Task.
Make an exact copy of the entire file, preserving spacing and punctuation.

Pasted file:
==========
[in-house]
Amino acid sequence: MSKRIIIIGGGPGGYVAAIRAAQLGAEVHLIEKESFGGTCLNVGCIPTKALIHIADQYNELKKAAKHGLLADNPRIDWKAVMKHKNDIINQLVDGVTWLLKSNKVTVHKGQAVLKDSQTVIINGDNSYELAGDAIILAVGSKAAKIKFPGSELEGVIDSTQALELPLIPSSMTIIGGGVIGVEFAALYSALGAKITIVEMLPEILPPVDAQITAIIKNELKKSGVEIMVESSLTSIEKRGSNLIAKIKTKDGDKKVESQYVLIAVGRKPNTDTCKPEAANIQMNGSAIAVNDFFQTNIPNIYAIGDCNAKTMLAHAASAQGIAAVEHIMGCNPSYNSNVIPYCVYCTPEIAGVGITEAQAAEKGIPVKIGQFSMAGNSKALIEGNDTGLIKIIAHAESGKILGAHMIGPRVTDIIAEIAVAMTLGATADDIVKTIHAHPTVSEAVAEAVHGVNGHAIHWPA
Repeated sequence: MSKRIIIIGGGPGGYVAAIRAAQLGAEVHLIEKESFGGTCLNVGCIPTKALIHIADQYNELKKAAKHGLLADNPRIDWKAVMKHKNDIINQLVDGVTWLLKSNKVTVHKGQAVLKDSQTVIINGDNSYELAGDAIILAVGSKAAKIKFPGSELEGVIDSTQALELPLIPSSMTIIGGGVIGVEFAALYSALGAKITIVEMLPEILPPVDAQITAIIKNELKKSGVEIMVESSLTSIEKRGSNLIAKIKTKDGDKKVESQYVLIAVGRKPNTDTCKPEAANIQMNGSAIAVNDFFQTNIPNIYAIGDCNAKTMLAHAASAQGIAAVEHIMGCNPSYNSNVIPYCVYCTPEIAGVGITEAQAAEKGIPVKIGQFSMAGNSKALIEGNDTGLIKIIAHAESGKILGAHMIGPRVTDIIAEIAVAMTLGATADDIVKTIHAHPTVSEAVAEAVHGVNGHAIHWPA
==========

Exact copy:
[in-house]
Amino acid sequence: MSKRIIIIGGGPGGYVAAIRAAQLGAEVHLIEKESFGGTCLNVGCIPTKALIHIADQYNELKKAAKHGLLADNPRIDWKAVMKHKNDIINQLVDGVTWLLKSNKVTVHKGQAVLKDSQTVIINGDNSYELAGDAIILAVGSKAAKIKFPGSELEGVIDSTQALELPLIPSSMTIIGGGVIGVEFAALYSALGAKITIVEMLPEILPPVDAQITAIIKNELKKSGVEIMVESSLTSIEKRGSNLIAKIKTKDGDKKVESQYVLIAVGRKPNTDTCKPEAANIQMNGSAIAVNDFFQTNIPNIYAIGDCNAKTMLAHAASAQGIAAVEHIMGCNPSYNSNVIPYCVYCTPEIAGVGITEAQAAEKGIPVKIGQFSMAGNSKALIEGNDTGLIKIIAHAESGKILGAHMIGPRVTDIIAEIAVAMTLGATADDIVKTIHAHPTVSEAVAEAVHGVNGHAIHWPA
Repeated sequence: MSKRIIIIGGGPGGYVAAIRAAQLGAEVHLIEKESFGGTCLNVGCIPTKALIHIADQYNELKKAAKHGLLADNPRIDWKAVMKHKNDIINQLVDGVTWLLKSNKVTVHKGQAVLKDSQTVIINGDNSYELAGDAIILAVGSKAAKIKFPGSELEGVIDSTQALELPLIPSSMTIIGGGVIGVEFAALYSALGAKITIVEMLPEILPPVDAQITAIIKNELKKSGVEIMVESSLTSIEKRGSNLIAKIKTKDGDKKVESQYVLIAVGRKPNTDTCKPEAANIQMNGSAIAVNDFFQTNIPNIYAIGDCNAKTMLAHAASAQGIAAVEHIMGCNPSYNSNVIPYCVYCTPEIAGVGITEAQAAEKGIPVKIGQFSMAGNSKALIEGNDTGLIKIIAHAESGKILGAHMIGPRVTDIIAEIAVAMTLGATADDIVKTIHAHPTVSEAVAEAVHGVNGHAIHWPA